The Souq Waqif dates back several hundred years, and was the place for trade for Bedouin tribes. In 2006 the Qatari government launched a massive restoration effort, and the results are spectacular. The former princely palaces surrounding the market were also renovated to become a collection of boutique hotels, one of which we stayed at during our time in Doha.
The “modern” streets of the market are fresh and polished, and made for an architecturally delightful walk during the afternoon pause.
The oldest part of the market is the shopping scene. I took this snap just as the afternoon pause was ending and the vendors started opening doors and displaying everything a Qatari woman needs to prepare the home, from snacks to spices to silks to cashmere (oh yes, I purchased) to platters nearly large enough to serve a Jordanian dinner.
If I understood the merchant, this is the Qatari equivalent of chewing gum.
Brightly colored textiles in the “Women’s Market,” many locally produced, but also a wide selection from India.
Other parts of the market were devoted to gold and metalworking, and antiques and handcrafted goods, including bling for your camel saddle.
The Souk Electrical System?
The Souk Art Center was modern and gorgeously lit.
The Bird Souk was animated, but definitely not for diehard PETA members. Efforts are being made to bring this market up to higher standards, and that is a good thing.
This man was terribly captivated by the adjacent bird auction, standing with his phone for a long time, recording the event.
Thankfully most birds were not as crowded as those chickens. Judging by the cacophony of screeching and chirping, the budgies and finches all seemed pretty happy. Not to mention colorful. Tony just gave me “the look” when I said I wanted to bring a rainbow of birds home, though I did get him to promise that if we ever move to Paris I can have all the birds I want from the Marche aux Fleurs.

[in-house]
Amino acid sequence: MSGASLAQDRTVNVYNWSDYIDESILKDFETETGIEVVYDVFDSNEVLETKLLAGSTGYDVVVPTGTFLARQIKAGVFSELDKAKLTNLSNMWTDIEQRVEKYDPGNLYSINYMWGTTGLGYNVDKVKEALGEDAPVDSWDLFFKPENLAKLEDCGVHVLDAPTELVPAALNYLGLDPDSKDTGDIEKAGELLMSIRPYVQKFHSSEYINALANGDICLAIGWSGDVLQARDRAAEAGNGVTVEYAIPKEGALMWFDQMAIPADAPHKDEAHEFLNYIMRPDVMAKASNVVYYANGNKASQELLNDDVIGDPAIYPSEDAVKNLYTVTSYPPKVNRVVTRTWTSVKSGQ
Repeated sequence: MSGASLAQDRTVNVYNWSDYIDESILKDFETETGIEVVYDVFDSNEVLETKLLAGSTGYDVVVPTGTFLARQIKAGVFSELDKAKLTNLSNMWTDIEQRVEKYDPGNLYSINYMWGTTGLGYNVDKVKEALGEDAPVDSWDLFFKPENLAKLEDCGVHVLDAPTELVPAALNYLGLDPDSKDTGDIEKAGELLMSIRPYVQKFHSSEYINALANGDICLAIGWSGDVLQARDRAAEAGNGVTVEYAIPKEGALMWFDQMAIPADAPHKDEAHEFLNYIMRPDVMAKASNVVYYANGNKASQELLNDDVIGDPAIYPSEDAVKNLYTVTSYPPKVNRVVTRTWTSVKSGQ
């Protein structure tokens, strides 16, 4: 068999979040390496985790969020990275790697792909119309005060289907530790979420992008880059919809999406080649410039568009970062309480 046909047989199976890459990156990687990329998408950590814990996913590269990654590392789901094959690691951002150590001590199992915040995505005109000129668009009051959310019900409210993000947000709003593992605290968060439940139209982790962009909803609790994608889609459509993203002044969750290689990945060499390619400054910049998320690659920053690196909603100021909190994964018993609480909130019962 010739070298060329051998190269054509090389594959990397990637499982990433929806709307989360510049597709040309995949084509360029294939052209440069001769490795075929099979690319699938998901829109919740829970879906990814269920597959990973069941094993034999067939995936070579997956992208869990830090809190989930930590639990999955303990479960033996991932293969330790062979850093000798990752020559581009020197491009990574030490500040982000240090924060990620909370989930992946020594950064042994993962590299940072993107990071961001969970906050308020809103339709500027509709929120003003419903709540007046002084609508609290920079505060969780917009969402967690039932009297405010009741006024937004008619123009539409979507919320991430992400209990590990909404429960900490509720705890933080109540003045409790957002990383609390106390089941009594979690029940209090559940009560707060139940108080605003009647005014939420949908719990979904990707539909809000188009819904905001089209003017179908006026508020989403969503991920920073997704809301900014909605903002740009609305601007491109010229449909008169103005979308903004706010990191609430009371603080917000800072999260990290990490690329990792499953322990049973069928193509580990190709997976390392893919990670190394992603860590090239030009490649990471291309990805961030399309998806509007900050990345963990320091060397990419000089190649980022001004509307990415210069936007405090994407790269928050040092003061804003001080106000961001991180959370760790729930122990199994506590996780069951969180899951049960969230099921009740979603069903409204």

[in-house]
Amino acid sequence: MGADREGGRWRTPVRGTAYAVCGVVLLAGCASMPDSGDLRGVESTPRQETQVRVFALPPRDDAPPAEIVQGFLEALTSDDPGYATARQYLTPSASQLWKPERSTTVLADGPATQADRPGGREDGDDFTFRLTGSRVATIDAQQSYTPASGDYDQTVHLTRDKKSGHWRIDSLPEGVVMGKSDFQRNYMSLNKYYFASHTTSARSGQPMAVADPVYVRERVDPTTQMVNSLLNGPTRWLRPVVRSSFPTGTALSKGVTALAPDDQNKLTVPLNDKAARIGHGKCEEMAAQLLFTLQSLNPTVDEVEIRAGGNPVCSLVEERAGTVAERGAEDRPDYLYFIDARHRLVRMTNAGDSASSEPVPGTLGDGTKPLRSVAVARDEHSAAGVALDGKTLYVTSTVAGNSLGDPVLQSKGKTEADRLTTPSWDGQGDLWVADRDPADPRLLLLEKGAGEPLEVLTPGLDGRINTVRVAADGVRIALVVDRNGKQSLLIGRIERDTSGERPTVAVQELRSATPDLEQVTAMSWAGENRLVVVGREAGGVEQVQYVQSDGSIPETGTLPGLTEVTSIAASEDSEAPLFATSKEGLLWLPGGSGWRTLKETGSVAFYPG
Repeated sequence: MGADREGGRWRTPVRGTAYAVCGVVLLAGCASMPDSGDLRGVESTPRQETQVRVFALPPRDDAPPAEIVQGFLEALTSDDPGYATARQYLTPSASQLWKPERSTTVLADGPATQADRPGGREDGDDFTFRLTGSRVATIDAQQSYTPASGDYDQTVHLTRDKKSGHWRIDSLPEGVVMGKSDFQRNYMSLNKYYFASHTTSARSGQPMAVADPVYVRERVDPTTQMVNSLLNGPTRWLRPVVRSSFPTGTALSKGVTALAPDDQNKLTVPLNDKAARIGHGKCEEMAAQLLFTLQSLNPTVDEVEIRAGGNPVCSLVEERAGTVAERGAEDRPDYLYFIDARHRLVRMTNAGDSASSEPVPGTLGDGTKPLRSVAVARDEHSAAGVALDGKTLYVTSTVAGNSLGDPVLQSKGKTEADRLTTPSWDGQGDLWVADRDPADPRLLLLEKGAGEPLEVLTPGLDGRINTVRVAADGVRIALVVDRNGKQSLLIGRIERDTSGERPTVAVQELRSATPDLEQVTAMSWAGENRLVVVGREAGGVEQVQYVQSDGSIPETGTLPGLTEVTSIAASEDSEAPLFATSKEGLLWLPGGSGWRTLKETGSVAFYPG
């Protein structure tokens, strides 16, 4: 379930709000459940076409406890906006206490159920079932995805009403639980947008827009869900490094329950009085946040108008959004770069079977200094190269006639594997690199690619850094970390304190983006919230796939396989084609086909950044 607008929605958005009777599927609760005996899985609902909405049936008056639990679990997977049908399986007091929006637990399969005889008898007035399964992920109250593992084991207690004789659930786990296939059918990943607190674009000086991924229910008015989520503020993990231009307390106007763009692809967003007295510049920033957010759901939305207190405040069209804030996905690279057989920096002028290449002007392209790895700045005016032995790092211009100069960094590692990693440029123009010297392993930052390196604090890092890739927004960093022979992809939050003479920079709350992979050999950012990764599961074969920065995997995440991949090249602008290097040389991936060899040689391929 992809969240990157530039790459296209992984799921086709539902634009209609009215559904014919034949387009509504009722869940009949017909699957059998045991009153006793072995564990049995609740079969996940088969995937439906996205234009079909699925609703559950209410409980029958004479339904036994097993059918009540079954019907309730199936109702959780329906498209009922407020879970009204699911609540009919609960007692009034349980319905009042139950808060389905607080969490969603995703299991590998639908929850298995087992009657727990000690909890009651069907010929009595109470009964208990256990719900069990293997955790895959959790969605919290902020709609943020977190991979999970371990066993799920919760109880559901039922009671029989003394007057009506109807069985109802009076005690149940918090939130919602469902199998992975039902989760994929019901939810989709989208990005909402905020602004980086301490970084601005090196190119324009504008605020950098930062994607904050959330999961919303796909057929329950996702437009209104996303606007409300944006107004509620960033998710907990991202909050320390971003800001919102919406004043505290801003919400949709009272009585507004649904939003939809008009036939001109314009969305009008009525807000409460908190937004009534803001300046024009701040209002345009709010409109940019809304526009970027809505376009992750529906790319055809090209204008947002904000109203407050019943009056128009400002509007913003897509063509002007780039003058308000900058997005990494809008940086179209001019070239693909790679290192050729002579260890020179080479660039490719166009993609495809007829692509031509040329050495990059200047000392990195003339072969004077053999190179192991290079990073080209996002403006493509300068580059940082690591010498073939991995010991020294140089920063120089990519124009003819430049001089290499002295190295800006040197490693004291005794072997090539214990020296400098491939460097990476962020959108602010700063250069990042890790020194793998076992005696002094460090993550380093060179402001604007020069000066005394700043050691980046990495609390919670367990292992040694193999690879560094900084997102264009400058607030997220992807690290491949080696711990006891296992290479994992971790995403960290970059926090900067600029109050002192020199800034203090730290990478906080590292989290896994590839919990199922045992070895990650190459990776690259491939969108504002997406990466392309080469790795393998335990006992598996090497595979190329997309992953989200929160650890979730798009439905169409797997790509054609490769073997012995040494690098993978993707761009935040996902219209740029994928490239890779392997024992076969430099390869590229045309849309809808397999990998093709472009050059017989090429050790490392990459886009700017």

Whatever is this little creature? We had no idea.
This being the dessert, there was of course, the Camel Souk. We missed the morning sales routine, alas, and we broke protocol by not bringing pita to toss to these smiling dromedaries. Next time.
Supplies and the like are delivered via wheelbarrows throughout the market, though on only one occasion did we see the delivery men actually delivering anything.
All that remains in the market from the age of pearling, once a mainstay of trade now lost to oil. We had a lengthy and sad conversation with an older Qatari gentleman who explained that all the pearls in his shop come from China.
I just liked how this man sat so elegantly on a market bench, watching the world pass.
In another part of the souk a group of men (naturally) were holding an auction of various goods. We had no idea of the significance of the truck, but quite a few people took selfies with the Ford.
More birds! Toward evening we toured the Falcon Souk; like a schoolgirl, I was giddy to see these amazing birds of prey up close, and would have loved to be in that little boy’s place, learning to tie the helmet on my very own raptor.
My obsession with birds was matched only by Tony’s obsession with the street cleaners. These men would sprinkle sand upon a tile, run a pumice over the surface, and move along to the next tile. Other men were employed to sweep the tile dust, and still a third would wash the tiles. No matter the time of day we walked through the market, the tiles were always being polished and cleaned.
The terrace of our hotel, with its freshly buffed tiles.
We had but one evening to enjoy the Souk (the other was reserved for the concert). From our restaurant atop a terrace we could spy couples, families with children, and, yes, the traditional harems enjoying the warm spring evening. It all seemed a world away from the heuriger evenings at home.
Good night, Doha.